College Rankings: Schools with Graduates in the Most, Least Amount of Debt

Paying for College / Tuesday, September 13th, 2011

We talk a lot about college around here, so I thought I would mention that the U.S. News & World Report college rankings came out today.

There are dozens of ways you can compare colleges with the information included in the rankings. But since we also talk a lot about avoiding student loans around here, I thought it was appropriate to share with you the colleges where students graduated with the most and least amount of debt in 2010.

National Universities Where the Class of 2010 Graduated with the Most Debt

This list surprised me. The University of North Dakota at #1? And not a single Harvard or Yale?

  1. University of North Dakota
  2. Clark Atlanta University
  3. Nova Southeastern University
  4. Barry University
  5. Florida Institute of Technology
  6. New York University
  7. Regent University
  8. Widener University
  9. Case Western Reserve University
  10. Stephens Institute of Technology

See the full list here.

The average amount of debt per student ranged from $45,369 at #1 University of North Dakota to $38,554 at #10 Stephens Institute of Technology.

From the schools on this list, the percentage of graduating students who have borrowed ranged from a high of 93% at Clark Atlanta University to a low of 55% at New York University.

National Universities Where the Class of 2010 Graduated with the Least Debt

More surprises. Now here’s where we find the Ivies. Is that because Ivy League students tend to come from families with wealth?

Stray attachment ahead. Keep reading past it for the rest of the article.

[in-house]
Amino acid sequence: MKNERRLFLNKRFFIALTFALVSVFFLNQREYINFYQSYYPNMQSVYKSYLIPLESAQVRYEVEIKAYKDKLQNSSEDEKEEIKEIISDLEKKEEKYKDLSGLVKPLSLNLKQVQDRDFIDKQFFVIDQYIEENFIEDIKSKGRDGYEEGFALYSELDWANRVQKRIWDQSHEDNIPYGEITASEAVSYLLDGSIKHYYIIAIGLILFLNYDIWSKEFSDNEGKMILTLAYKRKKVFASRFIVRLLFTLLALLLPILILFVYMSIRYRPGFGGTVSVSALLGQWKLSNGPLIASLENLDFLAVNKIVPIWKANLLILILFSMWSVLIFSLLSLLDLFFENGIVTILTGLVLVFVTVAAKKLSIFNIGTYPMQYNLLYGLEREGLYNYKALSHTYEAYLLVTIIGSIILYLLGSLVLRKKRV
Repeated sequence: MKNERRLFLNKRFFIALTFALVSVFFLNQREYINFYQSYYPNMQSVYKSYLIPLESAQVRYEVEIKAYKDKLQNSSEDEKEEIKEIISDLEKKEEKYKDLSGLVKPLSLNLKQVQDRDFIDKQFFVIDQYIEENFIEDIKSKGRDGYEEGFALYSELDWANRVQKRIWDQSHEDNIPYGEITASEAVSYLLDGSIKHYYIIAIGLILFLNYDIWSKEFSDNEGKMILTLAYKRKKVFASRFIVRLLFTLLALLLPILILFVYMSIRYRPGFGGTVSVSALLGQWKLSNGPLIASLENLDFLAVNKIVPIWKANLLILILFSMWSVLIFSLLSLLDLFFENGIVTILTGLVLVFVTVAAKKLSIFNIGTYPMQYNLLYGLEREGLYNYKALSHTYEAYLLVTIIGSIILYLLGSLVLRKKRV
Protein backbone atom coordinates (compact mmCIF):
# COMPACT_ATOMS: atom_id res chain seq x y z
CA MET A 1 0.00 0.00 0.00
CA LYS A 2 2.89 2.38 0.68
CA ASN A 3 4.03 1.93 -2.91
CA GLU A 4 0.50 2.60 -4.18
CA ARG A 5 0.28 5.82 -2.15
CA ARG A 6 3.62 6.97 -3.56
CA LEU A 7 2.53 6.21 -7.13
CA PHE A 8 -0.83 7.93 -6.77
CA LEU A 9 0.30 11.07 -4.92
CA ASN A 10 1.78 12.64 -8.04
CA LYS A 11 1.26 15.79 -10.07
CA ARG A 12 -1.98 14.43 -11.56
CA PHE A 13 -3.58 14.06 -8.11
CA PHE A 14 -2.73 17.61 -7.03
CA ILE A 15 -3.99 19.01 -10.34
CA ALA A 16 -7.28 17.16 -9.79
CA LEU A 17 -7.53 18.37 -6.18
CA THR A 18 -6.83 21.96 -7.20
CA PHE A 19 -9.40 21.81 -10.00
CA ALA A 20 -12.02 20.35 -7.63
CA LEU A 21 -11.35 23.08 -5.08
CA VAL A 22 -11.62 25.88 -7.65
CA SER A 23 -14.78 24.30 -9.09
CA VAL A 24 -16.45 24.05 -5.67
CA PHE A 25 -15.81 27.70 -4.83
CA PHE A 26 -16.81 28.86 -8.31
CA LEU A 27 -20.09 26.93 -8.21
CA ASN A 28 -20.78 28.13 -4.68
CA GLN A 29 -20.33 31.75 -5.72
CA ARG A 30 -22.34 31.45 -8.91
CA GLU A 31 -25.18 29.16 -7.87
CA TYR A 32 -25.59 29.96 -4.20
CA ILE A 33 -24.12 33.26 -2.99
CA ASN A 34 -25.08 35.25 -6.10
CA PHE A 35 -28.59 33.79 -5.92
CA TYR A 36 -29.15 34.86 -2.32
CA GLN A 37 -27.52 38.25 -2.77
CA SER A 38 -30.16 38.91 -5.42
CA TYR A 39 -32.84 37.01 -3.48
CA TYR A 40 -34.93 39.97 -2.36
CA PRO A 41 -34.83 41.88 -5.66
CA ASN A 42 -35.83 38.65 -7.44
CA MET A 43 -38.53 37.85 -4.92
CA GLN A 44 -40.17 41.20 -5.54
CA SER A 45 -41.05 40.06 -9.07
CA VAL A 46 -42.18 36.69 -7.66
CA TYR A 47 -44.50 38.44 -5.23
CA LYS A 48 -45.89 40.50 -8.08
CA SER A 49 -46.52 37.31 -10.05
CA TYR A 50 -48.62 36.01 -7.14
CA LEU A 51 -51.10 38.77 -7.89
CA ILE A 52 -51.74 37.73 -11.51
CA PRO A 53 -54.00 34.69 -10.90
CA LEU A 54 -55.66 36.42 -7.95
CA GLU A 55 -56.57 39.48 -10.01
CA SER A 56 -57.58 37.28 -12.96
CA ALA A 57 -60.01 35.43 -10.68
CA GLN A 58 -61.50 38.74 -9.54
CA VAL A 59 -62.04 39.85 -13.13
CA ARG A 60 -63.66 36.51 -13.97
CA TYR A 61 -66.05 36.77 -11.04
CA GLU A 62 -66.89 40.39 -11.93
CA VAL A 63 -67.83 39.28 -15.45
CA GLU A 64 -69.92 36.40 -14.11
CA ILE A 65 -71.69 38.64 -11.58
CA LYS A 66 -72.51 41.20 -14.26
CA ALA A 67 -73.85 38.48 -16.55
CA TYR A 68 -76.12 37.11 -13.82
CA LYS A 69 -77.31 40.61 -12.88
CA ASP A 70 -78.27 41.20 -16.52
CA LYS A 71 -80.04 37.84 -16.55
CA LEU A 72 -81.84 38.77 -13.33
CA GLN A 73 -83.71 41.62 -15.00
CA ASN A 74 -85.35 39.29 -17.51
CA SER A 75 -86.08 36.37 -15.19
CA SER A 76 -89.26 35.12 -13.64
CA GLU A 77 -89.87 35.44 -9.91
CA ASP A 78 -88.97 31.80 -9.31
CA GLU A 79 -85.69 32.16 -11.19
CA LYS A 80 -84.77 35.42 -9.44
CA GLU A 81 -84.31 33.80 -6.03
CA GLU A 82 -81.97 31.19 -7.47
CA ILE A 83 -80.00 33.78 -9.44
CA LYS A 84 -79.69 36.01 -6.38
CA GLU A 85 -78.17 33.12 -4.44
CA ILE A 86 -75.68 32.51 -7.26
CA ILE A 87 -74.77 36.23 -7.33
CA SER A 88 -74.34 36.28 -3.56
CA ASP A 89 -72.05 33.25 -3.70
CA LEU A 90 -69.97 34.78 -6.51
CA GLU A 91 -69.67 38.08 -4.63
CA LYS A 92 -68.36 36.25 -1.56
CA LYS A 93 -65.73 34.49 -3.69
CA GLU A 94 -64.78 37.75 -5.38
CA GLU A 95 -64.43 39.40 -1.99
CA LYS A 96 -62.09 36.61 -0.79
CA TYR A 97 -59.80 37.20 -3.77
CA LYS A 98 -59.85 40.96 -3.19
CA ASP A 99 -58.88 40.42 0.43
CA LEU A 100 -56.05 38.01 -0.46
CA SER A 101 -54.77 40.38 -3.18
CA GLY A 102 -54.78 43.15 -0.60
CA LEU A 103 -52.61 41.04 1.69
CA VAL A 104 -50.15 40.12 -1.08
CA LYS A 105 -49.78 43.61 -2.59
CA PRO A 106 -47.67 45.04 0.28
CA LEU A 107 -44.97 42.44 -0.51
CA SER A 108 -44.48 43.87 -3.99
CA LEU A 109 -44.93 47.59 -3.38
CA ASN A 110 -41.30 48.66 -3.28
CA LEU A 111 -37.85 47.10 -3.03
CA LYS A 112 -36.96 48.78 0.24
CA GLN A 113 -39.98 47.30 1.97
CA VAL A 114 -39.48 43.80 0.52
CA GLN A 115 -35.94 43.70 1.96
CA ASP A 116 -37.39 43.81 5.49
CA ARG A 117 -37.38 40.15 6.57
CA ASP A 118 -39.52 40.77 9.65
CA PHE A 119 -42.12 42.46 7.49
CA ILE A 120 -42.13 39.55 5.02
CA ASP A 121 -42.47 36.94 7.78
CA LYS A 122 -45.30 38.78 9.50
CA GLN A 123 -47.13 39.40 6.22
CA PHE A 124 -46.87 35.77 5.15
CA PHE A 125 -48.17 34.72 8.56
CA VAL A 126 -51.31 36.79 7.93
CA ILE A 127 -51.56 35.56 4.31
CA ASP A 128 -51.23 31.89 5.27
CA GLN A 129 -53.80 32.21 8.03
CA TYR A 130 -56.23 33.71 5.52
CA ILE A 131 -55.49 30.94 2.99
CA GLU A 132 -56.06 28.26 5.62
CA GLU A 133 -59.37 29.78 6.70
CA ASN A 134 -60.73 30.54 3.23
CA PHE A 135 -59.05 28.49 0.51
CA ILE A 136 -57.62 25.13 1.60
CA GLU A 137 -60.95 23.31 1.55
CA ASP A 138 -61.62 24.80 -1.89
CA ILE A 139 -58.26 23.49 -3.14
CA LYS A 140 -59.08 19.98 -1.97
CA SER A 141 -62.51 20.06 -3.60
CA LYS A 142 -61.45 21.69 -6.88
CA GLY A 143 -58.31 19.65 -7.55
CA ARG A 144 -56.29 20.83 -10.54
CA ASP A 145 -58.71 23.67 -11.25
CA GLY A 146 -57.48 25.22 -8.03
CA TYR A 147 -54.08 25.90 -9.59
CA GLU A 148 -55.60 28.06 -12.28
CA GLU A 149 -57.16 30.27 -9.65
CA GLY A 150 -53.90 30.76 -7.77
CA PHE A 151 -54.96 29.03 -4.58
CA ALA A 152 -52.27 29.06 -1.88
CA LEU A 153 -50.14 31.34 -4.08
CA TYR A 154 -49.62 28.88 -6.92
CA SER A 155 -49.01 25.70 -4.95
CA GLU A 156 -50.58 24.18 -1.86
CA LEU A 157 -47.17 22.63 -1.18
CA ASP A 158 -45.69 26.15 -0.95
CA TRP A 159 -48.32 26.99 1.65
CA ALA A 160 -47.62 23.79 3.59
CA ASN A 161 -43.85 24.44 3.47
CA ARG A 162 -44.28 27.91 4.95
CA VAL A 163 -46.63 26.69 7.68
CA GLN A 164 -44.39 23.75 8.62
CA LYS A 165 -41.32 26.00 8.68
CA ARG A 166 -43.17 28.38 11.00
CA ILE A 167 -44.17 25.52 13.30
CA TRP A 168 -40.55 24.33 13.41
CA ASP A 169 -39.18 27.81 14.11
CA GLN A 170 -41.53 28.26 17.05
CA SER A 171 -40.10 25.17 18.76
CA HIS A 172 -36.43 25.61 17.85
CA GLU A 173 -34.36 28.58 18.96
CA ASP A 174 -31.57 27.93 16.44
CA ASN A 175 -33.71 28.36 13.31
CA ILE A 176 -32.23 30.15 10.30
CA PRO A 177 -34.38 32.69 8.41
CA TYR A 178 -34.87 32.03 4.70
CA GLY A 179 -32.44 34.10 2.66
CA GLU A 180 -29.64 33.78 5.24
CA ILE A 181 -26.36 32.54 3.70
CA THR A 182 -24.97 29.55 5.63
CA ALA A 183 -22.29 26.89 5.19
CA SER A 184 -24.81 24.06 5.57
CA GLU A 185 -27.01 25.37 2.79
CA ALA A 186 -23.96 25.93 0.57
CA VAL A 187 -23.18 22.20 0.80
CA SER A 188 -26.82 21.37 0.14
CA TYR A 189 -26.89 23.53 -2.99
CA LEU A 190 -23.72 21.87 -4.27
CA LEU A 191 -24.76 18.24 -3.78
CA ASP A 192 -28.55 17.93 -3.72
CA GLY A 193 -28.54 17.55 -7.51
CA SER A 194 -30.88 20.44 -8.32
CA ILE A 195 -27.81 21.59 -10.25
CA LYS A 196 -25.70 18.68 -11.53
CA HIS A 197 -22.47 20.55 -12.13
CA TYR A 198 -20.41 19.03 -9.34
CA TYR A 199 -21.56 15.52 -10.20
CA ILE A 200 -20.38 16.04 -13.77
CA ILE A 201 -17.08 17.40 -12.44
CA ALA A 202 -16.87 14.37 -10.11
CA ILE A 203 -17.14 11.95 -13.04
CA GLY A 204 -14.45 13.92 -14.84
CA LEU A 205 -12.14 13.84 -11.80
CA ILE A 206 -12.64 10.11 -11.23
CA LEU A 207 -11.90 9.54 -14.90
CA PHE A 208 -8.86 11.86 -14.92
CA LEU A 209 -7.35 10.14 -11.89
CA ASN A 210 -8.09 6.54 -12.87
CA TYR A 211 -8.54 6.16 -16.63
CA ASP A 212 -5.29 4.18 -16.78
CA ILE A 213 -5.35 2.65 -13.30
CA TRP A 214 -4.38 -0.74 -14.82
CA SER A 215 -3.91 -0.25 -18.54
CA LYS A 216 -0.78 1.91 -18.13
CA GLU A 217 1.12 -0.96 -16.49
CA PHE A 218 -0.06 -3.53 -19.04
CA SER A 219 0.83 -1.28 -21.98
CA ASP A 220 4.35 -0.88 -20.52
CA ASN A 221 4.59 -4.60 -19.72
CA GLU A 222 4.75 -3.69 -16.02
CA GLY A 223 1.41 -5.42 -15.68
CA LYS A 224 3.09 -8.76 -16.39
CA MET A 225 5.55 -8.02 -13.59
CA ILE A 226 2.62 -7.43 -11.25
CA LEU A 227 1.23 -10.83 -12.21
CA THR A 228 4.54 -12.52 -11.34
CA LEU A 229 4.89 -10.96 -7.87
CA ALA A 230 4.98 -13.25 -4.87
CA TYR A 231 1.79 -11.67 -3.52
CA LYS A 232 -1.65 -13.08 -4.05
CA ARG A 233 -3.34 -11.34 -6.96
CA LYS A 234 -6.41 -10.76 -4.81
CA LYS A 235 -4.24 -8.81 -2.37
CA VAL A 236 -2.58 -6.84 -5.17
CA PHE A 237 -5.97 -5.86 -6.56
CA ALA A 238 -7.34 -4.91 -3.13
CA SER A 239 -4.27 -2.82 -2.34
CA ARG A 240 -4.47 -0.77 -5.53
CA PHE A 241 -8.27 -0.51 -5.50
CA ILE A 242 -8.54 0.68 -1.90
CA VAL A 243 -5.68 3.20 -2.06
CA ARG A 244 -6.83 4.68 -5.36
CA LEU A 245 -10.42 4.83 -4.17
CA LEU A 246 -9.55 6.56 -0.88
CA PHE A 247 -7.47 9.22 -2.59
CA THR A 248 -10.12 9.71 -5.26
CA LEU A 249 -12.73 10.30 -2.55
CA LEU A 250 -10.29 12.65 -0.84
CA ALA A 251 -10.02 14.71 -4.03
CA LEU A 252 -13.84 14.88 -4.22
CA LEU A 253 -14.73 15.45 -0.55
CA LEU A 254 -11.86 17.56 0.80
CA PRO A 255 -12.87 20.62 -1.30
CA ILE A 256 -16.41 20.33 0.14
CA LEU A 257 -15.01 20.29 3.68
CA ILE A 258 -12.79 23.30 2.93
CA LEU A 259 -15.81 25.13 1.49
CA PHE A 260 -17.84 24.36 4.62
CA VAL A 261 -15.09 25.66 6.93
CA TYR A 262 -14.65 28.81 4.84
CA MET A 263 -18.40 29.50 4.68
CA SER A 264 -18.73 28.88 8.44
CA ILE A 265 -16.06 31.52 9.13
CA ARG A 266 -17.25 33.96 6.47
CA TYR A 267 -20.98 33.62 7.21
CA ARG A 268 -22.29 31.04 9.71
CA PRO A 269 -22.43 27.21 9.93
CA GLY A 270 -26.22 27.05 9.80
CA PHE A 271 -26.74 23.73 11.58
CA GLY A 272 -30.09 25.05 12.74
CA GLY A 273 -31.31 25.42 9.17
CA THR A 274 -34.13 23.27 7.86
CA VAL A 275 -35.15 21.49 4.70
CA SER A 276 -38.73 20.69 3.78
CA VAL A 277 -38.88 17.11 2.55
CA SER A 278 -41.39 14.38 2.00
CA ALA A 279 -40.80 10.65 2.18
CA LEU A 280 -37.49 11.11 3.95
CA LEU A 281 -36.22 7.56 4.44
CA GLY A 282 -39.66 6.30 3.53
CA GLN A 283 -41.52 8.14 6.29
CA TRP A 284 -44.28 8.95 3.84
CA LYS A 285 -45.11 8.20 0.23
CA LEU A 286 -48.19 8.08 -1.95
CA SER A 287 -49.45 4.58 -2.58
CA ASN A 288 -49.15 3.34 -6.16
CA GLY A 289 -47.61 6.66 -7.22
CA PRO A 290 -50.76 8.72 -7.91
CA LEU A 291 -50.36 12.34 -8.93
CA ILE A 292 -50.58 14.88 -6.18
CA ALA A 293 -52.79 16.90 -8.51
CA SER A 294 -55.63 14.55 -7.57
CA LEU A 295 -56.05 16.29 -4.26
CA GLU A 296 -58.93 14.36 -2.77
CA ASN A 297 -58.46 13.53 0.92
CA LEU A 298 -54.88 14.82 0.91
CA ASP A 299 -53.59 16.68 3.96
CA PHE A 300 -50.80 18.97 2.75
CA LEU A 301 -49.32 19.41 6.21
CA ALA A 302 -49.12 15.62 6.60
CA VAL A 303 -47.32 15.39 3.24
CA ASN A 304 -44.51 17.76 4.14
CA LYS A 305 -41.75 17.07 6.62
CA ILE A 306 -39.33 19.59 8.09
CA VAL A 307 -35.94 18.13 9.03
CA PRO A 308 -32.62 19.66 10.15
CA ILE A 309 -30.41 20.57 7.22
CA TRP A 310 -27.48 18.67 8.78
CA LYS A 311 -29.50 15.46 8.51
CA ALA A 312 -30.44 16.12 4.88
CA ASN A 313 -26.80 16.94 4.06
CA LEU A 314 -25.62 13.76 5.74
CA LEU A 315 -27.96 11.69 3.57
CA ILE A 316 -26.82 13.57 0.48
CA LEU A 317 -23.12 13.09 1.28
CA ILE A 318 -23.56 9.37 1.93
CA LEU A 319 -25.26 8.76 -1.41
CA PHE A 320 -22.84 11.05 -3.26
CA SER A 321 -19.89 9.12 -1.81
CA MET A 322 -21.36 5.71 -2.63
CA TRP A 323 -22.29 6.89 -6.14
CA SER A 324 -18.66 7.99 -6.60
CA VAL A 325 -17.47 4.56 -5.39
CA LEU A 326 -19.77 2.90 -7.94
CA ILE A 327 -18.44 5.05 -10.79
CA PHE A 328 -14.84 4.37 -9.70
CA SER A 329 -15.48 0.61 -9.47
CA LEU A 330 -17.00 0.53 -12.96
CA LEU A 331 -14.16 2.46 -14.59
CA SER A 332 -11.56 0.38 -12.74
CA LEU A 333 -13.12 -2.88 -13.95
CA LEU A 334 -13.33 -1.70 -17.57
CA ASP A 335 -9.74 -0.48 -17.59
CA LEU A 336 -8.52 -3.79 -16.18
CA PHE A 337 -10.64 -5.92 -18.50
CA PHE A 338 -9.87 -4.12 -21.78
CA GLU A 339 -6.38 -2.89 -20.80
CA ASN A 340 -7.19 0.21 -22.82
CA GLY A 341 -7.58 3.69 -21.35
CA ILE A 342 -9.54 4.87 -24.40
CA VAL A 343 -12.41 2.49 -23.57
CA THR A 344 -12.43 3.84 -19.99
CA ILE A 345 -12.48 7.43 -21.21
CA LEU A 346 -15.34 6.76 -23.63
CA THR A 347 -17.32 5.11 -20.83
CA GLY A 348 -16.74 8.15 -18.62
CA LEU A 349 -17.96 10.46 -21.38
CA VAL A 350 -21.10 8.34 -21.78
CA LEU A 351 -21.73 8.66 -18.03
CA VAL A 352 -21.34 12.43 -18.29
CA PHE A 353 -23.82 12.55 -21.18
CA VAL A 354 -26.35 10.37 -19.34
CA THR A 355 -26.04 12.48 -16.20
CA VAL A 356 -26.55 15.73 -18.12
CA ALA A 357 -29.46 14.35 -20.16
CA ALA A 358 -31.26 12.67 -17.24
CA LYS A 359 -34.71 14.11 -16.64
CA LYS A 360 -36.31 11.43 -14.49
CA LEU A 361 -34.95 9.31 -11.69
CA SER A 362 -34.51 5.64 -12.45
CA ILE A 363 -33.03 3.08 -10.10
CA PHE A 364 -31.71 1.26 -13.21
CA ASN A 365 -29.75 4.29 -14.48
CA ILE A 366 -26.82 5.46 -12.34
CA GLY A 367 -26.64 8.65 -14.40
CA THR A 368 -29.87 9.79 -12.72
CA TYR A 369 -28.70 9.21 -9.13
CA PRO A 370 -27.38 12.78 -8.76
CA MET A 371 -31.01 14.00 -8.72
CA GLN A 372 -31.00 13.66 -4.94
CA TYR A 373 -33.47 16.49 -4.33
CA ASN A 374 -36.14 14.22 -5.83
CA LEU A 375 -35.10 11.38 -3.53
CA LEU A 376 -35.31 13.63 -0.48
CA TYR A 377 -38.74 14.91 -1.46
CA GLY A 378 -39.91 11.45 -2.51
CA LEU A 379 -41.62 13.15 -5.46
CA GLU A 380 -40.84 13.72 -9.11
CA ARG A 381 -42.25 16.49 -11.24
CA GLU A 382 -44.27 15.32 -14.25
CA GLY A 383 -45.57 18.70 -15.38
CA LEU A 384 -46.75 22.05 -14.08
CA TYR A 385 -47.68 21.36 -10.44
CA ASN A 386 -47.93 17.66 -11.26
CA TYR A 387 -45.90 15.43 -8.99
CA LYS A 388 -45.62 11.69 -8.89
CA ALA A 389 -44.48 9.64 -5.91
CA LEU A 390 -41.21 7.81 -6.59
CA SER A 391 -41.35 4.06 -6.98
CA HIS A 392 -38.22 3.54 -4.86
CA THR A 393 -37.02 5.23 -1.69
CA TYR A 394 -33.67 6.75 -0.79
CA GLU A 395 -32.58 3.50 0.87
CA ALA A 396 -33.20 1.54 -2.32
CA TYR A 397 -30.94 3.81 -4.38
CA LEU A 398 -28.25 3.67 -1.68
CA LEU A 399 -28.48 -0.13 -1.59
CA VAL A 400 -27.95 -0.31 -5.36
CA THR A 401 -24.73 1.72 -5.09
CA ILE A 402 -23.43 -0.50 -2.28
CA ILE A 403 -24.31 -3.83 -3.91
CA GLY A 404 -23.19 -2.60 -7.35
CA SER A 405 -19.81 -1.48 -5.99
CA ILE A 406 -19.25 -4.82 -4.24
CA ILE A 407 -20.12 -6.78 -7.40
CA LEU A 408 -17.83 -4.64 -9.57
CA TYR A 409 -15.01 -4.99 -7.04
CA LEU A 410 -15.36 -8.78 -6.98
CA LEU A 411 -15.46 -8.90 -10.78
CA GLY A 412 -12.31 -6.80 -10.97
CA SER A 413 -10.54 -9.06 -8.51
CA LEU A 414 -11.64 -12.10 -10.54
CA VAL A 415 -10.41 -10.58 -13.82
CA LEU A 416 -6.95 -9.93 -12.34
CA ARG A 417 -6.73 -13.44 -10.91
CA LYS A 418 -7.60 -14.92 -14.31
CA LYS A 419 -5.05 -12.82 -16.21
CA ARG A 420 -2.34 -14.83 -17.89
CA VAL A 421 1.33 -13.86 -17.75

And it looks like Texas is the place to be if you want to graduate without debt. Four of the ten schools on this list are in Texas.

  1. Princeton University
  2. Sam Houston State University
  3. Yale University
  4. Harvard University
  5. California Institute of Technology
  6. Texas Tech University
  7. Lamar University
  8. Brigham Young University – Provo
  9. Rice University
  10. Louisiana Tech University

See the full list here.

The average amount of debt ranged from $4,385 at #1 Princeton University to $14,039 at #10 Louisiana Tech University.

From the schools on this list, the percentage of graduating students who have borrowed ranged from a high of 63% at Lamar University to a low of 24% at Princeton University.

So, what do you think? Are you surprised by the schools or numbers on this list? Do you see any patterns or have any theories about why these schools are there?

17 Replies to “College Rankings: Schools with Graduates in the Most, Least Amount of Debt”

  1. Not surprised to find Yale on the least debt list. I know someone’s who has a daughter that goes to Yale and yes she was a National Merit Scholarship Finalist and that school does need based tuition or maybe they call it scholarships so it costs them less than $500 a year for her to go there. And T. Boone Pickens grandson goes there and he can probably pay full price.

    1. Interesting, Vicki. I get that she’s a National Merit Finalist, but Yale probably sees more than it’s share of NMFs so it’s interesting they provide so much aide.

      Funny that T. Boone’s grandson isn’t at OSU. But, yes, I imagine he didn’t need to take out student loans. :-)

  2. I have to say I was surprised, but now, thinking about it, it makes sense. Ivy League student may be more wealthy in the first place. At last in greater numbers than a non-Ivy.

    It’s very interesting though.

  3. I do know that a lot of the big schools offer a variety of aid, but I wonder if this factors in parents’ contributions? It seems more likely that upper class families are able to afford sending (paying for) their children to ivy league schools – just a thought. I would be interested to read more of the demographics.

  4. Niki and 20’s – After my initial surprise, that was my thought too. That these students are more likely to come from families with the means to pay for their educations.